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Sleep apnea is a breathing disorder that causes a person to stop breathing for brief periods during sleep. Breathing is irregular with repeated stops and starts. The main types of sleep apnea are obstructive sleep apnea and central sleep apnea.
Among pediatric cancer patients, children with brain tumors are at highest risk for sleep apnea. Sleep apnea can make it hard to get enough sleep or have good quality sleep.
Poor quality sleep can cause problems in thinking, emotions, and behavior. Children may have trouble with thinking, attention, or memory and have poor performance at school. In addition, sleep apnea can cause physical problems such as heart problems, high blood pressure, and poor growth.
Nighttime symptoms of sleep apnea include:
Daytime symptoms of sleep apnea:
Sleep apnea is caused by narrowing of the upper airway or throat during sleep. Closing of the airway is more common during sleep because the muscles of the throat and tongue relax. In children, having enlarged tonsils or adenoids is a main cause of sleep apnea. Weight gain and obesity can also contribute to sleep apnea.
Children with brain tumors have a higher risk of sleep apnea compared to children with other types of cancer.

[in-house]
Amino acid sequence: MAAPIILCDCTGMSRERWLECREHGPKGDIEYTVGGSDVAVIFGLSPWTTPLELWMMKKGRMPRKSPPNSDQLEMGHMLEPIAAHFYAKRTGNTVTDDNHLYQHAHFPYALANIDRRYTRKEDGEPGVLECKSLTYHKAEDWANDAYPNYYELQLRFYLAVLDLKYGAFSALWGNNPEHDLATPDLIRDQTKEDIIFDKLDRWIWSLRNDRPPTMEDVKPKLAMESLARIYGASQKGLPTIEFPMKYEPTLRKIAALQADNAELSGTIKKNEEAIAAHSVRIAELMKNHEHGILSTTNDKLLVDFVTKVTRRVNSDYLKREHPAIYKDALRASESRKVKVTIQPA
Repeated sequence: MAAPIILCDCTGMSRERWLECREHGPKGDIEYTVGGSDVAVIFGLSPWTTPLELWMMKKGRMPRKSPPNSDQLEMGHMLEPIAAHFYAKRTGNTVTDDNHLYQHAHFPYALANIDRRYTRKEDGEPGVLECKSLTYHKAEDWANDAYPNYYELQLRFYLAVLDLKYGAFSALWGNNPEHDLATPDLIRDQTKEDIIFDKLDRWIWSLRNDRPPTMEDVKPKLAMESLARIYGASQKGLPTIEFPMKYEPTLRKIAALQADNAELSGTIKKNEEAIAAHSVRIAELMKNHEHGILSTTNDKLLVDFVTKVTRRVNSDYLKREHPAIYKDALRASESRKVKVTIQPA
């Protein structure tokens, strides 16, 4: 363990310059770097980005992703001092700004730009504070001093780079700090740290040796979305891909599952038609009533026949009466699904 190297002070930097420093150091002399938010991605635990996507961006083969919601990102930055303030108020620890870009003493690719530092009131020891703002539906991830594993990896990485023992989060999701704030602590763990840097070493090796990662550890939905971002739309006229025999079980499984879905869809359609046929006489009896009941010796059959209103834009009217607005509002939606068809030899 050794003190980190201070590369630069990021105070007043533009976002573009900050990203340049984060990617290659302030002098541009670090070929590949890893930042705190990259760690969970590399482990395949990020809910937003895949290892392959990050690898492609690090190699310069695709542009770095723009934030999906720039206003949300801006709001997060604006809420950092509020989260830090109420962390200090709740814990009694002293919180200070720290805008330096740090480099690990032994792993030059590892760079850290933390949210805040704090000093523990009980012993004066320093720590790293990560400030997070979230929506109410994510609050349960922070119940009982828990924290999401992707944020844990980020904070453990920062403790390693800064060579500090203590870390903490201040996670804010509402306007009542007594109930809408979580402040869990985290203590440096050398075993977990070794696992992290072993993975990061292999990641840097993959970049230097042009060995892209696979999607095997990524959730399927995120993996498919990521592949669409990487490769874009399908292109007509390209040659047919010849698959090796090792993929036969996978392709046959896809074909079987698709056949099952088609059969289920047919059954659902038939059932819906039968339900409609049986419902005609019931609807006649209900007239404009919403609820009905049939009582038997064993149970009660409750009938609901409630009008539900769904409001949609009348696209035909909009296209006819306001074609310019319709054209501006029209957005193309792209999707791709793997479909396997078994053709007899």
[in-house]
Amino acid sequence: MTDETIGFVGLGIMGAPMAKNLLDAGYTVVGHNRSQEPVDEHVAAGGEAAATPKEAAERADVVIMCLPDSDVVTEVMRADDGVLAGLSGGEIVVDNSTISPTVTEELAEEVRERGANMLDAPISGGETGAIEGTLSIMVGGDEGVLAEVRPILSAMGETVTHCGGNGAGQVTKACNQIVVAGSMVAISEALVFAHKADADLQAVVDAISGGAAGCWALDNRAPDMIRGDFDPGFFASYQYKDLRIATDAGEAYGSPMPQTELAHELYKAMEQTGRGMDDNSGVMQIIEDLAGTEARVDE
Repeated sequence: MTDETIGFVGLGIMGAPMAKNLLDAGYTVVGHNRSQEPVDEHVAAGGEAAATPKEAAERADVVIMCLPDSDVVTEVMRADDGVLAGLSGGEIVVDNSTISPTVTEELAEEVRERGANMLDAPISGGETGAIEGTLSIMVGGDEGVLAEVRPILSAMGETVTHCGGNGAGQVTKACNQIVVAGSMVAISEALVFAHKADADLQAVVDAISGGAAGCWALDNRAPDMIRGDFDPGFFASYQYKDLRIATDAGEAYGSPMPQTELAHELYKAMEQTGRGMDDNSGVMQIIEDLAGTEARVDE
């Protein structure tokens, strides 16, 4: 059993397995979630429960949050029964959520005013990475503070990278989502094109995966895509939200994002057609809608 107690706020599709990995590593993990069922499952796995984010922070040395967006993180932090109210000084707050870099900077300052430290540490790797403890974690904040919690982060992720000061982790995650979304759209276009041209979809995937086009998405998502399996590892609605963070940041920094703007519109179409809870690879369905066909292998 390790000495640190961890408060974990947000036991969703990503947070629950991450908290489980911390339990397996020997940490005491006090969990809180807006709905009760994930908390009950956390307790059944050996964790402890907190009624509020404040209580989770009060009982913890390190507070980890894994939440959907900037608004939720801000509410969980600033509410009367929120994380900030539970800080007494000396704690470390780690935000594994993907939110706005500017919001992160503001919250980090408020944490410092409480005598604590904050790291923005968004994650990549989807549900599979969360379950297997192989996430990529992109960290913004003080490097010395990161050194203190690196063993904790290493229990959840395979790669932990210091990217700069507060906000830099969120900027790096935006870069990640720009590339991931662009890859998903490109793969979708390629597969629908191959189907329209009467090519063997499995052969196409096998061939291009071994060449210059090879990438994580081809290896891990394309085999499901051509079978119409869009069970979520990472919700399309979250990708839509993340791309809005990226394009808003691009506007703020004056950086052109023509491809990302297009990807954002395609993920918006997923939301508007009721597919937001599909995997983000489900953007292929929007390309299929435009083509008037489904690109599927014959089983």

A higher risk of sleep apnea is associated with certain medical conditions including Down syndrome, sickle cell disease, cerebral palsy, and neuromuscular diseases.
Assessment of sleep apnea may include:
Treatment of sleep apnea depends on the cause and severity of the condition and age of the child. Some children may have surgery to remove enlarged tonsils or adenoids. This helps keep the throat more open to allow air to pass through more easily.
Continuous Positive Airway Pressure or CPAP is a common treatment for obstructive sleep apnea. CPAP delivers a constant stream of room air (not oxygen) through a mask or nosepiece attached to a machine. The air pressure helps the airways stay open during sleep.
Devices are available that automatically adjust air pressure as needed during sleep. These are called self-adjusting CPAPs, Auto CPAPs, or APAPs.
Lifestyle changes can help reduce sleep apnea and improve sleep:
Reviewed: June 2019